Today is my first ‘official’ Sunday poetry feature post and I’d been thinking throughout the week on which poem I’d feature but then… a booksale came along today, so now I want to talk about all my new books too! (No, I don’t think that kind of thing can wait until tomorrow!) Nevertheless, I think I will stick with the poem I intended to post, I enjoy throwing a variety of things into one post, although I’m not sure if others like reading that sort of thing…?
This week Joan from flowers and stripes has been posting wedding poems she ended up not using at her wedding, and that reminded me of this one, that I didn’t use either and wish I had. (But at least those really are the shoes my husband and I wore at our wedding!)
The Archipelago Of Kisses | Jeffrey McDaniel
We live in a modern society. Husbands and wives don’t
grow on trees, like in the old days. So where
does one find love? When you’re sixteen it’s easy,
like being unleashed with a credit card
in a department store of kisses. There’s the first kiss.
The sloppy kiss. The peck.
The sympathy kiss. The backseat smooch. The we
shouldn’t be doing this kiss. The but your lips
taste so good kiss. The bury me in an avalanche of tingles kiss.
The I wish you’d quit smoking kiss.
The I accept your apology, but you make me really mad
sometimes kiss. The I know
your tongue like the back of my hand kiss. As you get
older, kisses become scarce. You’ll be driving
home and see a damaged kiss on the side of the road,
with its purple thumb out. If you
were younger, you’d pull over, slide open the mouth’s
red door just to see how it fits. Oh where
does one find love? If you rub two glances, you get a smile.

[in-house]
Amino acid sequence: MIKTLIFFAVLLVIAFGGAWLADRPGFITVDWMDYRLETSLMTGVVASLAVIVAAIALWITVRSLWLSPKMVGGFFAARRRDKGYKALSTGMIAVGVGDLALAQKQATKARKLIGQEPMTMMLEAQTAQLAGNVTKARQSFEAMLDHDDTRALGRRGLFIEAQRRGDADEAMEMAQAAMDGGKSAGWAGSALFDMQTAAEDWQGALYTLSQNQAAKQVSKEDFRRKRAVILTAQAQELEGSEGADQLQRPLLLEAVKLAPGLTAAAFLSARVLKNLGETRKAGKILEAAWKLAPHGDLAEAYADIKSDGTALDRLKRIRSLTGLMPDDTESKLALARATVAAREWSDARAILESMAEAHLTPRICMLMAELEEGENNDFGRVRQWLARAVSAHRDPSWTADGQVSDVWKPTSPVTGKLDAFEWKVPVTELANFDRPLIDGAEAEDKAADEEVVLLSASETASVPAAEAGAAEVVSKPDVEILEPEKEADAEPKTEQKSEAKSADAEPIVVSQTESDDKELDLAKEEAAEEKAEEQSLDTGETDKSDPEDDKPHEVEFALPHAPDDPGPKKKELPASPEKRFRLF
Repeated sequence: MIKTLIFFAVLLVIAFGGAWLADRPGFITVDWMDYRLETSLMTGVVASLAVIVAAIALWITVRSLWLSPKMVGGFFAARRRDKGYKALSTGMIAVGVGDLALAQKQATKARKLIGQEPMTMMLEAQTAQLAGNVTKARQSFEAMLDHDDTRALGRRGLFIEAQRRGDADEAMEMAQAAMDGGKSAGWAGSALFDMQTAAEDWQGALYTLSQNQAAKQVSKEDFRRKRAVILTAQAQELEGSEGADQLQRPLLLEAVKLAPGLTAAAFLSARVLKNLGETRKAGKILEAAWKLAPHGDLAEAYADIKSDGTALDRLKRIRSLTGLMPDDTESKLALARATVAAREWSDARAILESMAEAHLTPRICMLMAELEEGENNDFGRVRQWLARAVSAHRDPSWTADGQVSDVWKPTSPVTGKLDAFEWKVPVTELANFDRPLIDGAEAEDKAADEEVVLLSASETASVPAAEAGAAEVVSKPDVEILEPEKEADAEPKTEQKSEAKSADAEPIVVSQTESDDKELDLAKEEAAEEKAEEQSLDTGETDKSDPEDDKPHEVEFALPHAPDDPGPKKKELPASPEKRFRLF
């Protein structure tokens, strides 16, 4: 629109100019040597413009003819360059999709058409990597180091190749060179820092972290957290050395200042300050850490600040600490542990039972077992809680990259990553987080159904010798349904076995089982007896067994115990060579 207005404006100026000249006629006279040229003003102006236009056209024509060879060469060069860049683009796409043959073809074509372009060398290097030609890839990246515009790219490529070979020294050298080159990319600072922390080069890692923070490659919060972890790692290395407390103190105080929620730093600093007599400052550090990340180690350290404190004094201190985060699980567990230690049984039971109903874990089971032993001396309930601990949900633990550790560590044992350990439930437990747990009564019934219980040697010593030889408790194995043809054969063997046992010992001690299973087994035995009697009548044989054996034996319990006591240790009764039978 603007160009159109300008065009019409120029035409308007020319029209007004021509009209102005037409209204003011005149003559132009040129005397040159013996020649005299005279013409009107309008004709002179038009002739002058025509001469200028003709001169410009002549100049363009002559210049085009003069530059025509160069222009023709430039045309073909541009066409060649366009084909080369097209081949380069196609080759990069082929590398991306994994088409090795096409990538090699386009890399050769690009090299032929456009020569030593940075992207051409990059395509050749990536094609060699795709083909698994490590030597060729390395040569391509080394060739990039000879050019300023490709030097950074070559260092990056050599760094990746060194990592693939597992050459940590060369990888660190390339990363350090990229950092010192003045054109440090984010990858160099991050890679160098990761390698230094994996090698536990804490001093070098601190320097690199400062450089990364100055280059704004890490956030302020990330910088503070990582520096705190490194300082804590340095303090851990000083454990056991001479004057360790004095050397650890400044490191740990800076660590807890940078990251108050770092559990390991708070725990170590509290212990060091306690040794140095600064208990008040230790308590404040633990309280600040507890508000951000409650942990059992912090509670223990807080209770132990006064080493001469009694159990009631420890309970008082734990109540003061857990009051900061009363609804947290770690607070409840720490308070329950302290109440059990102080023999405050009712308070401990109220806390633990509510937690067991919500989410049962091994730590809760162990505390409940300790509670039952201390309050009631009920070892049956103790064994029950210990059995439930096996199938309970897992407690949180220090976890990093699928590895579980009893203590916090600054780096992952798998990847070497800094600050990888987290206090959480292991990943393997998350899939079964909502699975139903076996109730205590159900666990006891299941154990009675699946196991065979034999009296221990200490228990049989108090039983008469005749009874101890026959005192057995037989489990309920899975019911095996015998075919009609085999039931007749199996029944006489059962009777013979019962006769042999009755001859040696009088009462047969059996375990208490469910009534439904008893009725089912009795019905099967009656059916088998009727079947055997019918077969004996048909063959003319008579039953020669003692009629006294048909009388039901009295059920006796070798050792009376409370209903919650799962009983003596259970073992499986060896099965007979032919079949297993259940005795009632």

Rub two smiles, you get a warm feeling.
Rub two warm feelings and presto-you have a kiss.
Now what? Don’t invite the kiss over
and answer the door in your underwear. It’ll get suspicious
and stare at your toes. Don’t water the kiss with whiskey.
It’ll turn bright pink and explode into a thousand luscious splinters,
but in the morning it’ll be ashamed and sneak out of
your body without saying good-bye,
and you’ll remember that kiss forever by all the little cuts it left
on the inside of your mouth. You must
nurture the kiss. Turn out the lights. Notice how it
illuminates the room. Hold it to your chest
and wonder if the sand inside hourglasses comes from a
special beach. Place it on the tongue’s pillow,
then look up the first recorded kiss in an encyclopedia: beneath
a Babylonian olive tree in 1200 B.C.
But one kiss levitates above all the others. The
intersection of function and desire. The I do kiss.
The I’ll love you through a brick wall kiss.
Even when I’m dead, I’ll swim through the Earth,
like a mermaid of the soil, just to be next to your bones.
This picture too is indirectly a sign of love, this once a year booksale we went to today is housed in a big tent with tables covered in boxes of books everywhere, stacked on top of each other. My husband helped me look for books I was interested in first, carry the books I found, move boxes and find a place to sit down when I got too dizzy to keep looking. The stack on the left is mostly Canadian books, as I said I’ve been meaning to read more Carol Shields, plus Clara Callan, set in the ’30s and won some Canadian book prize, another book by Ethel Wilson, who also wrote Hetty Dorval which was published by Persephone Books, and Rilla of Ingleside, the last Anne of Green Gables book and my favourite (set in WW1 with Anne’s daughter).
The middle stack has a few somewhat silly Jean Plaidy books I couldn’t resist (at $1.50 a book!), about Marie Antoinette and Queen Victoria! Then I must confess, I have a secret interest in both spy stories (this is due to the excellent BBC miniseries Cambridge Spies) and the age of sail! Hence Tinker Tailor Soldier Spy and a few of the Master & Commander books. Also I’m interested enough in the Josephine B. thing to pick up two.
Lastly my beloved British books, as I’ve taken to calling them. Daphne du Maurier, Agatha Christie, Margaret Drabble, Sarah Waters, Penelope Lively, Angela Carter, Iris Murdoch, Anita Brookner and my own copy of I Capture the Castle.
Now I just have to find a place on my shelves for all these!